There are a lot of good reasons to implement immigration reform but this is not one of them. Entitlements need to be either reformed or, maybe, privatized. Making a Ponzi scheme more Ponzi-like doesn’t make a lot of sense.
Dr. Stephen Finger
To the editor,
Oh my! A 15-year-old student from Lincoln High School punched a conductor, causing the latter to be hospitalized. Imagine what this sweetie must be like in the classroom? Will he get jail time?
Probably not. They’ll say he is socially maladjusted, economically disadvantaged, a victim of society. In the meantime, teachers at Lincoln have been judged to be ineffective and rated unsatisfactory because of students such as him.
When will the United Federation of Teachers open its mouth and demand that any teacher evaluation process be tied to discipline in the public schools for students? We have schools in this city where children are running amok and nothing is being done, except to blame the teachers.
If I were the head of the agency, I’d never accept an evaluation plan until the following criteria were met: All teachers, including Absent Teacher Reserves, are put back in the classroom. Students rated unsatisfactory in conduct for two years are placed in 600 schools. All teachers are given balanced programs so that favoritism doesn’t decide who gets the better classes and who is set up for failure by given classes made up of the above student. And class sizes are lowered so that teachers can teach and handle the necessary paper work.
Food for thought
To the editor,
Food safety officials in the U.K., France, and Sweden found traces of horse meat in ground beef sold across Europe. Massive recalls and lawsuits are ensuing.
Can it happen here? Horse slaughter for human consumption was banned in the U.S. between 2007 and 2011. But now, a New Mexico slaughterhouse is getting approved by U.S. authorities to slaughter horses for human consumption, and a Philadelphia restaurant has already announced plans to serve horse meat.
I marvel at our hypocrisy of rejecting the notion of horse or dog meat on our dinner plates, while condemning cows, pigs, and chickens to the same fate. Obviously, we have established special relationships with horses and dogs as our companions, protectors, and sports protagonists, rather than as food. But where is the ethical and logical distinction, given that all these animals are endowed by individuality, sentience, and an ability to experience the same feelings of joy, affection, sadness, and fear that we do?
Fortunately, our health food industry has spared us from having to choose which animals to pet and which ones to eat. Their delicious soy and grain-based meat alternatives are available in every supermarket.
To the editor,
While everyone is focused on who will succeed Mayor Bloomberg, little attention has been paid to who will succeed Comptroller John Liu. Notice that there is no potential declared Republican candidate to succeed Liu.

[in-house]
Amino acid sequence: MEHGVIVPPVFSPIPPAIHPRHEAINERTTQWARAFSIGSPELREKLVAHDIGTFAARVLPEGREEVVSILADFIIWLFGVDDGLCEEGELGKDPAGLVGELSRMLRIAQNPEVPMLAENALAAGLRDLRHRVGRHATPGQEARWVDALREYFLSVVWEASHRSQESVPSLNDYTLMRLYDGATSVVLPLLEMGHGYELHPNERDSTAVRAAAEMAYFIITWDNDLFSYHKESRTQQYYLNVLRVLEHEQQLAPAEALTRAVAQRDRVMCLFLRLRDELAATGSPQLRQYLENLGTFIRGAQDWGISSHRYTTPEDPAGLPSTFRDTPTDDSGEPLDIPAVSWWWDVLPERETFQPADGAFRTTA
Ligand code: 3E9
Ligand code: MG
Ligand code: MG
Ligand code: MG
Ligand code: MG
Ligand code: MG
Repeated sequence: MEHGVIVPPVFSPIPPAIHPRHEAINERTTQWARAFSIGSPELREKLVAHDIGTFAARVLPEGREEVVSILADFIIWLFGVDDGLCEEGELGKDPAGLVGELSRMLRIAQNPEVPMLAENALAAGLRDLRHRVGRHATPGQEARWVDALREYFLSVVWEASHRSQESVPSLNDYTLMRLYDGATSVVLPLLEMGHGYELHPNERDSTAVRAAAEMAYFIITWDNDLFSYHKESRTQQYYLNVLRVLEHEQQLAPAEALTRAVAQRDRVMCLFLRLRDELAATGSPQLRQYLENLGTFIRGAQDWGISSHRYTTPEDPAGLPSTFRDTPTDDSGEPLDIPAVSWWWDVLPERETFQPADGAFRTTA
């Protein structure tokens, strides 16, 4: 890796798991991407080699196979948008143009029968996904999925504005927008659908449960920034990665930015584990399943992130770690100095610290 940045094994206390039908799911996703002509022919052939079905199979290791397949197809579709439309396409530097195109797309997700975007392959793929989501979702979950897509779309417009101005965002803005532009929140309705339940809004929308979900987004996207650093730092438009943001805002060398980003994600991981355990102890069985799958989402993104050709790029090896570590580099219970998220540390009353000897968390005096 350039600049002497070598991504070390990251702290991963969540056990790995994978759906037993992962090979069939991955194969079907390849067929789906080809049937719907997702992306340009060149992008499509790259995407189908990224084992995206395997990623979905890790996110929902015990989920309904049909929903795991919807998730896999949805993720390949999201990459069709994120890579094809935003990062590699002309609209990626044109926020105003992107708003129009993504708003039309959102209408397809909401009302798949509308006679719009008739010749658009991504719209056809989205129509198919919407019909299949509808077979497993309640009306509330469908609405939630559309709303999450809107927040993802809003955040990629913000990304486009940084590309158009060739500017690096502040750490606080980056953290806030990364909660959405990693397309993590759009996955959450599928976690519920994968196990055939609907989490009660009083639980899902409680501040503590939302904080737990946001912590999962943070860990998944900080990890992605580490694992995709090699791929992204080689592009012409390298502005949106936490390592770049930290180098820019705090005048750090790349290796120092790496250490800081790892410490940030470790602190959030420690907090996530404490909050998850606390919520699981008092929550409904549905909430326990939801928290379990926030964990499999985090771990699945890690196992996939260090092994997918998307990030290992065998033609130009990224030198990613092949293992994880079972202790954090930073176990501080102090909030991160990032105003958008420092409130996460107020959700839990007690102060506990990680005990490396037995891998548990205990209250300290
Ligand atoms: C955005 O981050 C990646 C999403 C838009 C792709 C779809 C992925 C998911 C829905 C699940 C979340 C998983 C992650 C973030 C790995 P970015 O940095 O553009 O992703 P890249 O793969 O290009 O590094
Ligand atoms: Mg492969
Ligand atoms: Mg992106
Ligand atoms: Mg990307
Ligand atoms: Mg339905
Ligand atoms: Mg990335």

The last effective GOP challenger for comptroller was businessperson Richard Bernstein who ran with former Mayor Ed Koch in 1981. Former Finance Commissioner Fioravante Perrotta, running on both the Republican and Liberal party lines in 1969, ran a very competitive race, coming close to upsetting Democrat Abe Beame. The last Republican Comptroller was Joseph D. McGoldrick who served from 1938 to 1945.
Based upon recent history, Councilman Domenic Recchia (D–Coney Island), chairman of the Council Finance Committee, would have a difficult task. Perhaps this is why he may have decided to abandoned his quest to run for comptroller.
Term-limited Recchia doesn’t seem to know what to do with his life. First, he dropped out of the race for comptroller. Next, he declared serious interest in running for Brooklyn borough president. Within weeks, he gave up pursuing that office to “consider” running against Rep. Michael Grimm (R–S.I.) in 2014.
Past Finance Committee Chairperson Councilman Herb Berman from Brooklyn lost to Bill Thompson in the 2001 Democratic Party Primary for comptroller. David Weprin from Queens lost to John Liu in the 2009 Democratic Party Primary for comptroller. All three losing candidates, including then-Councilmen David Yassky, Melinda Katz, and David Weprin don’t have the fire in the belly to try again.
Democrats are rallying around Manhattan Borough President and former 2013 mayoral candidate Scott Stringer for comptroller. They may be no primary if all five Democratic Party county leaders have their way. Democrats are going to support one of their own to end the GOP’s 20-year control of City Hall. The result will be one-party control of all three citywide offices, along with the City Council. This is a recipe for municipal corruption.
Perhaps one of the potential seven 2013 Republican mayoral candidates, including former Metropolitan Transportation Authority boss Joe Lhota, businessman John Catsimatdis, and publisher Tom Allon, will put their egos aside. One of them could drop out of the mayoral race and instead run for comptroller. They could assist the Republicans in running a real diverse city and boroughwide group of candidates for the first time in decades.
This would also help the handful of GOP City Council candidates in expanding their current four members to the old record of seven who served with former Mayor Giuliani during the 1990s.
Great Neck, N.Y.Reach reporter Shavana Abruzzo at sabruzzo@c
©2013 Community News Group